Turning to the inside pages and Ferghal O’Connor reports on new survey by Dublin City University which finds that organisations are struggling to keep pace with the new skills needed in their workforces. Less than a third of firms surveyed said they were confident in their ability to meet their future skill needs.
In brief
·   BT Arnotts is to take pitches from Irish start-ups and brands who want to retail at its store
·   US payments firm Boku has obtained a payments licence from the Central Bank of Ireland
·   Conroy Gold and Natural Resources has found promising signs of zinc at its prospect in Armagh
The Sunday Independent is a digital subscription. We encourage you to support quality journalism and subscribe or buy the physical newspaper. Subscribe here >
“Company owners personally liable for warehoused PAYE” is the business splash in this week’s Sunday Times. Niall Brady writes that thousands of family businesses are facing a “tax shock” after Revenue confirmed that the owners are personally liable for PAYE bills that were “warehoused” during the pandemic.
Also this week it’s reported that education group Folens is closing in on a deal to buy out Hibernia College, an online provider of primary and post-primary teacher training. The paper says the deal represents a further expansion of Folens into online learning.
Some property stories and Spencer Place Residential, a built-to-rent development being constructed by developer Johnny Ronan and Colony Capital, has been put on the market with a €220m price tag. Separately, it’s reported that US property group Hines is planning to build 1,600 apartment scheme beside Croke Park
In brief
·   Loyola Group is to bring Fight Club Darts, a fast-growing entertainment concept, to Ireland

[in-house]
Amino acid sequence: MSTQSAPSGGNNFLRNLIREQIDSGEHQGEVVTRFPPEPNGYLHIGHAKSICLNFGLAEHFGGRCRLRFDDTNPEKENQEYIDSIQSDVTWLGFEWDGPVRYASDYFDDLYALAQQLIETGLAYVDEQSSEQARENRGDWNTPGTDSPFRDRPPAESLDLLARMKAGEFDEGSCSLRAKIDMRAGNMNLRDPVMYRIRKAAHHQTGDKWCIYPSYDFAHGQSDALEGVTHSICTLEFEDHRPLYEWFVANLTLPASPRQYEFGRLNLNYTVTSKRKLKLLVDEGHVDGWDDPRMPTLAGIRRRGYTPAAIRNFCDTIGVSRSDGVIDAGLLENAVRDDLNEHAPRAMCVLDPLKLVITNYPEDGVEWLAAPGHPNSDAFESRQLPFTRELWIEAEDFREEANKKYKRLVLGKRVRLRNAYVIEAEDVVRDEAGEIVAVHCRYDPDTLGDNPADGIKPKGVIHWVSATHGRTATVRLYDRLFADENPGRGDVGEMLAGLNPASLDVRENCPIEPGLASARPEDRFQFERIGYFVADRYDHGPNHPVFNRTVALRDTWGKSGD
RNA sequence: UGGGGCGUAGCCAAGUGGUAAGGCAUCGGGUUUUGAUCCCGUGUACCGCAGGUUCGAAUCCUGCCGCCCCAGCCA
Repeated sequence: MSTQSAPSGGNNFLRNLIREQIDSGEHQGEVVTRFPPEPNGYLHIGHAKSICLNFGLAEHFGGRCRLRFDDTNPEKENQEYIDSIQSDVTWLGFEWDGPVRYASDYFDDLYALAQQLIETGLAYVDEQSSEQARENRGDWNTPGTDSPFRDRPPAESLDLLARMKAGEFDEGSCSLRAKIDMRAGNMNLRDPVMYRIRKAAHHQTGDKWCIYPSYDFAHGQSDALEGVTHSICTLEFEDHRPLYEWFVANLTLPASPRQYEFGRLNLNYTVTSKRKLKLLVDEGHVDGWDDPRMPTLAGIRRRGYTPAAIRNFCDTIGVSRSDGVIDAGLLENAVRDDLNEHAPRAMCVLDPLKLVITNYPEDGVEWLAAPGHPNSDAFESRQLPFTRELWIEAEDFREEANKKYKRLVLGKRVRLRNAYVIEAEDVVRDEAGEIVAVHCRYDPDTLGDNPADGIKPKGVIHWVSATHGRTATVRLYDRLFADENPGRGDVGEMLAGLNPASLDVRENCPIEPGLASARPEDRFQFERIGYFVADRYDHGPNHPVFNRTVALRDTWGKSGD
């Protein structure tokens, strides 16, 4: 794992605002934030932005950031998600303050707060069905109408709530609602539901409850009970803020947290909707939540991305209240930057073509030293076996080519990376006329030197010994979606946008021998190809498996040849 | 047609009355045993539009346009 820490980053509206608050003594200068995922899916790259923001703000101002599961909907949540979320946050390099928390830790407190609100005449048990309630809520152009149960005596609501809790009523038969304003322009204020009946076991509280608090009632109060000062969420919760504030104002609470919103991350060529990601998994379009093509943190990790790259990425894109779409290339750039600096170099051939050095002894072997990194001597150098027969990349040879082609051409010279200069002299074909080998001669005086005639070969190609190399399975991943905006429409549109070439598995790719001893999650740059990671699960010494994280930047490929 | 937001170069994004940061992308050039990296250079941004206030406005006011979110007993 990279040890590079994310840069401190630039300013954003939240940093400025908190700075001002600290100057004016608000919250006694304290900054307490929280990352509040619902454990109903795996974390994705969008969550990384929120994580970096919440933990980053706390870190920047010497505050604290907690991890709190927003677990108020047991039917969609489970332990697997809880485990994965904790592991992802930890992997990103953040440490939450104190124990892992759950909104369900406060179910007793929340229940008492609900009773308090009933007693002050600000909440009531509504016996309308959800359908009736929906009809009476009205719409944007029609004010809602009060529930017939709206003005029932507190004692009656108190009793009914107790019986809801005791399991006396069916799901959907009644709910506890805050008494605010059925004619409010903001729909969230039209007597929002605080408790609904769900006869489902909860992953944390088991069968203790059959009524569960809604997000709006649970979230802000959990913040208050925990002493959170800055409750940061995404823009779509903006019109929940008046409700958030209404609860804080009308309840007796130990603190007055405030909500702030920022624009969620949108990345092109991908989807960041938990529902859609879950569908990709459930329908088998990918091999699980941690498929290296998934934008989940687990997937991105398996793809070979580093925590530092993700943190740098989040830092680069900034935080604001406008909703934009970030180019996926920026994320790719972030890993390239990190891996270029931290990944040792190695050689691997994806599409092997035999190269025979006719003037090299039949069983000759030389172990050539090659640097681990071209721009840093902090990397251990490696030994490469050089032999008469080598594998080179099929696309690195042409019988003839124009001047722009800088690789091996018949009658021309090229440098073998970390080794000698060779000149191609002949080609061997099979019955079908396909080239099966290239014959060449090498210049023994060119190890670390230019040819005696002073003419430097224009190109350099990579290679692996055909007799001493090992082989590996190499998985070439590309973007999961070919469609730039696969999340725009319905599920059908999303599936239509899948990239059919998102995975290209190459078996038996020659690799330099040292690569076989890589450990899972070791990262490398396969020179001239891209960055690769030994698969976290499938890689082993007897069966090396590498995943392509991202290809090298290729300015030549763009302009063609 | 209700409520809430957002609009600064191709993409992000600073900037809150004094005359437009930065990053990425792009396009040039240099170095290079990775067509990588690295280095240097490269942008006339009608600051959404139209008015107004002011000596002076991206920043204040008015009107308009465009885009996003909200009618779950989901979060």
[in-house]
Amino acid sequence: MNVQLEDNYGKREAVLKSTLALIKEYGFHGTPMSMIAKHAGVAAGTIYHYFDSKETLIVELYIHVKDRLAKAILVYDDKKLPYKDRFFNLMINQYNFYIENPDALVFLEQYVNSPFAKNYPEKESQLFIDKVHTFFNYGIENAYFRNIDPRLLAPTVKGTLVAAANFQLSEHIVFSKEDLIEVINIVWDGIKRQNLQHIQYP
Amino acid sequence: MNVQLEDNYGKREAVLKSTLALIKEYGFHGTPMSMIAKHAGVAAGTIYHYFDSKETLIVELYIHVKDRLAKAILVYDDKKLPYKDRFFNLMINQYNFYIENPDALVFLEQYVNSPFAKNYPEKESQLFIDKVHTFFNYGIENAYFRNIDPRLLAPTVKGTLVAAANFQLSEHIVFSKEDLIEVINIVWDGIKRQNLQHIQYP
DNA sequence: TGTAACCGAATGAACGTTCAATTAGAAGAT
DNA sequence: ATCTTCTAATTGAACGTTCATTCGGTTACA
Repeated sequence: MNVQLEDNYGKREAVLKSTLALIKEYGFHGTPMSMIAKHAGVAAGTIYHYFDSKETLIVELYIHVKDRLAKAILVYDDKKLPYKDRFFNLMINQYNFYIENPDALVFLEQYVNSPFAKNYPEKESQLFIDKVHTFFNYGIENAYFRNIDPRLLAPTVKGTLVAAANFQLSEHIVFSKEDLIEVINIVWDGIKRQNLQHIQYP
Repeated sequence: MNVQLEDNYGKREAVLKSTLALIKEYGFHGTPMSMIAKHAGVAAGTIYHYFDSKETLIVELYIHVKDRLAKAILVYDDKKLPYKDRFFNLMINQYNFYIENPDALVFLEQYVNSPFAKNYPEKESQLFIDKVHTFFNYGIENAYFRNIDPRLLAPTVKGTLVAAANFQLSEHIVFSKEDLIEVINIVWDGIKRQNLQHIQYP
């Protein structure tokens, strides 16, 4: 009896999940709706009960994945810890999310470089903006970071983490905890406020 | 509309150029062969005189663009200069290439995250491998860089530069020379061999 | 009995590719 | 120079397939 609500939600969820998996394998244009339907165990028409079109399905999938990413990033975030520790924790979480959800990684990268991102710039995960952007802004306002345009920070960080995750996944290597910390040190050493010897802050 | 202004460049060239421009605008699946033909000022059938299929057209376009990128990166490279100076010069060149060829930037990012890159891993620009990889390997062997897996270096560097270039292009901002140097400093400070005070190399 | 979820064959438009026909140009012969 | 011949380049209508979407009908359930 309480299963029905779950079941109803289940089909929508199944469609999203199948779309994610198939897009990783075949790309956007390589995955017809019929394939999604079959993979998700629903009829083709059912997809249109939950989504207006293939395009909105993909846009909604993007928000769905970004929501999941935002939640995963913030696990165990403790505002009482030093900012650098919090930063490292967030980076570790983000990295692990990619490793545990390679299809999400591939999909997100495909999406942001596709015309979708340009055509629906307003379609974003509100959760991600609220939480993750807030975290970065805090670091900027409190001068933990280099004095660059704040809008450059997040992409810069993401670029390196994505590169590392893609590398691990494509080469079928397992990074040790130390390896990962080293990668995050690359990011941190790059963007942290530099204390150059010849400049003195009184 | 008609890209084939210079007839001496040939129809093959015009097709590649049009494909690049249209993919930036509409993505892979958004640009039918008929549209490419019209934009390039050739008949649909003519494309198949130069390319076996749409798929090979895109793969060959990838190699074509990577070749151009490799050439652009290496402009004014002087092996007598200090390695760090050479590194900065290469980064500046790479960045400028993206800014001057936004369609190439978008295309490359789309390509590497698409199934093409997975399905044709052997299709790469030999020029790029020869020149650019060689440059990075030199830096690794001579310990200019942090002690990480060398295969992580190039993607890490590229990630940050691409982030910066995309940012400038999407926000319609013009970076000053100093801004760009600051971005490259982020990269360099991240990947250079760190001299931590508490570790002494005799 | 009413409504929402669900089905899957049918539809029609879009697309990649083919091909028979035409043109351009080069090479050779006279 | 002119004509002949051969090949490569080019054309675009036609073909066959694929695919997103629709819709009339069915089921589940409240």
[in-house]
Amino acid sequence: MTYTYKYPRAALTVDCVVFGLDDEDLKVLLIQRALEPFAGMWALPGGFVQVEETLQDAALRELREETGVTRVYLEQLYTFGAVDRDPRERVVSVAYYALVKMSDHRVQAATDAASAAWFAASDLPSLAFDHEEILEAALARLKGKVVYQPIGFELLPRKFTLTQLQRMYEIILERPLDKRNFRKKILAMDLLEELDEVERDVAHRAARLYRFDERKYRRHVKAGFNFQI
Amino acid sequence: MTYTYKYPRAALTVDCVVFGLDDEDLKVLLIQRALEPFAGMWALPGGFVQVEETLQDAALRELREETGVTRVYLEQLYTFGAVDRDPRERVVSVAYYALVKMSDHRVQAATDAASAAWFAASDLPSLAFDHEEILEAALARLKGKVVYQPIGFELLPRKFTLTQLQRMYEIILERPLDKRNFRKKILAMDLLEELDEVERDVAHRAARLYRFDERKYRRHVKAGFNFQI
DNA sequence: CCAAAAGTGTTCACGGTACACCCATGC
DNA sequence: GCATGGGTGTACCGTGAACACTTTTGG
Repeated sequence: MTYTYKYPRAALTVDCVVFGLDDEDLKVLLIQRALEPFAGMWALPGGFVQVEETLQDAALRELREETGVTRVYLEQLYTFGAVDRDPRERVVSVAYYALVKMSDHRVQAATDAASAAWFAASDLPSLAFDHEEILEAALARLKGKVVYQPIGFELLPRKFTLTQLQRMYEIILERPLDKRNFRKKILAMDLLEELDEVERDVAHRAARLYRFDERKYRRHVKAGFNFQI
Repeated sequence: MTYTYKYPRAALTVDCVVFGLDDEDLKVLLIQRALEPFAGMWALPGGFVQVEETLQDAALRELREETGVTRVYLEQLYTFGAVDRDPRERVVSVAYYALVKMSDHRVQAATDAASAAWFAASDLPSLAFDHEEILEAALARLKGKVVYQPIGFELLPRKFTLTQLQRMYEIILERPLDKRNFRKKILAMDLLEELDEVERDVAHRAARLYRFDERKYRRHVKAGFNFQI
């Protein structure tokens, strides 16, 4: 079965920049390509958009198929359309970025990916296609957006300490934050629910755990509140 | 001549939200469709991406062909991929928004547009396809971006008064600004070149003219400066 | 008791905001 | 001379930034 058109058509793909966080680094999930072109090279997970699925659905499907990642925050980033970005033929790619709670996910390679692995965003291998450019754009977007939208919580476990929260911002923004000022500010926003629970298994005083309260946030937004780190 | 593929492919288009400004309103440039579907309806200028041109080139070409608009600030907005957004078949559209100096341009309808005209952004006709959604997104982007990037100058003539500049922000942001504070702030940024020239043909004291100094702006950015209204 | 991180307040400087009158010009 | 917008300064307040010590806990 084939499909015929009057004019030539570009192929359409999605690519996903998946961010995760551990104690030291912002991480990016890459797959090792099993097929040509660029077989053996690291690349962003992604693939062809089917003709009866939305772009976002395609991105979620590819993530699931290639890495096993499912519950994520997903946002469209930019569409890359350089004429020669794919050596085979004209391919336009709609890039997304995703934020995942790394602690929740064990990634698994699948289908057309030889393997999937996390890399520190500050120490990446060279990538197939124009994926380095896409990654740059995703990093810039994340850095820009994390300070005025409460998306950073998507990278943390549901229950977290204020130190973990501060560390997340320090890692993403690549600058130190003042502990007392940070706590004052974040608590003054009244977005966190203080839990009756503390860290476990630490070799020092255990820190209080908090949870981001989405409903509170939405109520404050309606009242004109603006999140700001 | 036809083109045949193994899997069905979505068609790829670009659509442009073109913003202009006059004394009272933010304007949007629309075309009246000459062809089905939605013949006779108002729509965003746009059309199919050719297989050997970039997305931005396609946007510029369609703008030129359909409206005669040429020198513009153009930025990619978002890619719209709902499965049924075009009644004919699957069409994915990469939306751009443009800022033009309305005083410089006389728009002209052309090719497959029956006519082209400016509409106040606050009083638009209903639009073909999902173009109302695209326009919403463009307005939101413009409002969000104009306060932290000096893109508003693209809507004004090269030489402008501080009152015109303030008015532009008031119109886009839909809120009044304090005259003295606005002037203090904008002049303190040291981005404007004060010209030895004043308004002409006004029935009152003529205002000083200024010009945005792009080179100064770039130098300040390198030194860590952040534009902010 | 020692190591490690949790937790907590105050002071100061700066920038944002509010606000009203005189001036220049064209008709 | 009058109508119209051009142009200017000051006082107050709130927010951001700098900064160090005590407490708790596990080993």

·   Graham Byrne, former MD of Cardinal Capital, has taken over as CEO of P2P lender Flender
The Sunday Times is a digital subscription. We encourage you to support quality journalism and subscribe or buy the physical newspaper. Subscribe here >
The FT is a digital subscription. We encourage you to support quality journalism and subscribe or buy the physical newspaper. Subscribe here > 
Car manufacturer General Motors is to halt production at some of its US plants due to the current supply crunch in microchips according to this week’s WSJ. The paper reports that the car maker intends to curtail production at its Tennessee and Michigan plants.
Netflix has struck a multi-year deal with Sony Pictures for streaming rights for its theatrical movies according to another top story. Under the terms of the deal, Netflix will get first dibs on streaming movies Sony is making.
Finally, China has slapped a massive $2.8bn fine on tech giant Alibaba for abusing its dominant position over rivals and merchants on its ecommerce platform. The record fine comes amid a wave of government scrutiny of the tech industry. Reacting to the fine, Alibaba said: “Alibaba accepts the penalty with sincerity and will ensure its compliance with determination”.
The WSJ is a digital subscription. We encourage you to support quality journalism and subscribe or buy the physical newspaper. Subscribe here > 
All views are strictly my own brief interpretation of the articles in the various publications and not intended to be comprehensive. Please feel free to forward to friends or colleagues and get in touch if you wish to add contacts to the mailing list.
Have a good week,
Shay Dalton 
Managing Director – Lincoln Recruitment Specialists 
T: +353 1 661 0444
M: 086-8562176
A: 5 Fitzwilliam Square, Dublin 2